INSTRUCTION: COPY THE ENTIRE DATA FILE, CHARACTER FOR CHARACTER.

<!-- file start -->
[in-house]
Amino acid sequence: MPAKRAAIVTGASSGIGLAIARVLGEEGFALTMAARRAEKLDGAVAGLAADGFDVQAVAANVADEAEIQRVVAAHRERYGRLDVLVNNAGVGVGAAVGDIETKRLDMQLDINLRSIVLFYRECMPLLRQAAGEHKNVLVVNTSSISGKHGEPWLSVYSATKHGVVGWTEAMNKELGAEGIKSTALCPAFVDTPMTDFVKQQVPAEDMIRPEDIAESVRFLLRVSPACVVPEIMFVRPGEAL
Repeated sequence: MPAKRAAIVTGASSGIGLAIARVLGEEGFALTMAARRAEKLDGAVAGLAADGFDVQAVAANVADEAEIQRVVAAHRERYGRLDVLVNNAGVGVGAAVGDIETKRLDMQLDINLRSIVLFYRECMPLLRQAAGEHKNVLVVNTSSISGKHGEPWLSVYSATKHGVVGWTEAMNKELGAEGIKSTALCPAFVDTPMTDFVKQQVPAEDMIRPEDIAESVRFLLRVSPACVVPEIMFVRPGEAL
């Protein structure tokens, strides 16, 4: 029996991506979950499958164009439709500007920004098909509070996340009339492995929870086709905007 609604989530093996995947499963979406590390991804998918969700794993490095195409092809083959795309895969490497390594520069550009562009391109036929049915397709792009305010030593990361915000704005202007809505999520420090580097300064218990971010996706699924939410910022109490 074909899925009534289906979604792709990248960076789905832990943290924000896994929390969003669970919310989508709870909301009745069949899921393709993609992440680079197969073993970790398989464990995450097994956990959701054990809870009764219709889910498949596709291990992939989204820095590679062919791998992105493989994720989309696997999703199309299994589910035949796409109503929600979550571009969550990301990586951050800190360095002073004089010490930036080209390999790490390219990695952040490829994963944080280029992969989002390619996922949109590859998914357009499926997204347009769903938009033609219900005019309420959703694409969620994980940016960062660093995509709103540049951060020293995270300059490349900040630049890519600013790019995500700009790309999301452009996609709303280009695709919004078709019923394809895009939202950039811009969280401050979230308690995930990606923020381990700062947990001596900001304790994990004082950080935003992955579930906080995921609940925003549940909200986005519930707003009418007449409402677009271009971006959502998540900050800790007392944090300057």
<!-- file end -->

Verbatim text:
[in-house]
Amino acid sequence: MPAKRAAIVTGASSGIGLAIARVLGEEGFALTMAARRAEKLDGAVAGLAADGFDVQAVAANVADEAEIQRVVAAHRERYGRLDVLVNNAGVGVGAAVGDIETKRLDMQLDINLRSIVLFYRECMPLLRQAAGEHKNVLVVNTSSISGKHGEPWLSVYSATKHGVVGWTEAMNKELGAEGIKSTALCPAFVDTPMTDFVKQQVPAEDMIRPEDIAESVRFLLRVSPACVVPEIMFVRPGEAL
Repeated sequence: MPAKRAAIVTGASSGIGLAIARVLGEEGFALTMAARRAEKLDGAVAGLAADGFDVQAVAANVADEAEIQRVVAAHRERYGRLDVLVNNAGVGVGAAVGDIETKRLDMQLDINLRSIVLFYRECMPLLRQAAGEHKNVLVVNTSSISGKHGEPWLSVYSATKHGVVGWTEAMNKELGAEGIKSTALCPAFVDTPMTDFVKQQVPAEDMIRPEDIAESVRFLLRVSPACVVPEIMFVRPGEAL
């Protein structure tokens, strides 16, 4: 029996991506979950499958164009439709500007920004098909509070996340009339492995929870086709905007 609604989530093996995947499963979406590390991804998918969700794993490095195409092809083959795309895969490497390594520069550009562009391109036929049915397709792009305010030593990361915000704005202007809505999520420090580097300064218990971010996706699924939410910022109490 074909899925009534289906979604792709990248960076789905832990943290924000896994929390969003669970919310989508709870909301009745069949899921393709993609992440680079197969073993970790398989464990995450097994956990959701054990809870009764219709889910498949596709291990992939989204820095590679062919791998992105493989994720989309696997999703199309299994589910035949796409109503929600979550571009969550990301990586951050800190360095002073004089010490930036080209390999790490390219990695952040490829994963944080280029992969989002390619996922949109590859998914357009499926997204347009769903938009033609219900005019309420959703694409969620994980940016960062660093995509709103540049951060020293995270300059490349900040630049890519600013790019995500700009790309999301452009996609709303280009695709919004078709019923394809895009939202950039811009969280401050979230308690995930990606923020381990700062947990001596900001304790994990004082950080935003992955579930906080995921609940925003549940909200986005519930707003009418007449409402677009271009971006959502998540900050800790007392944090300057």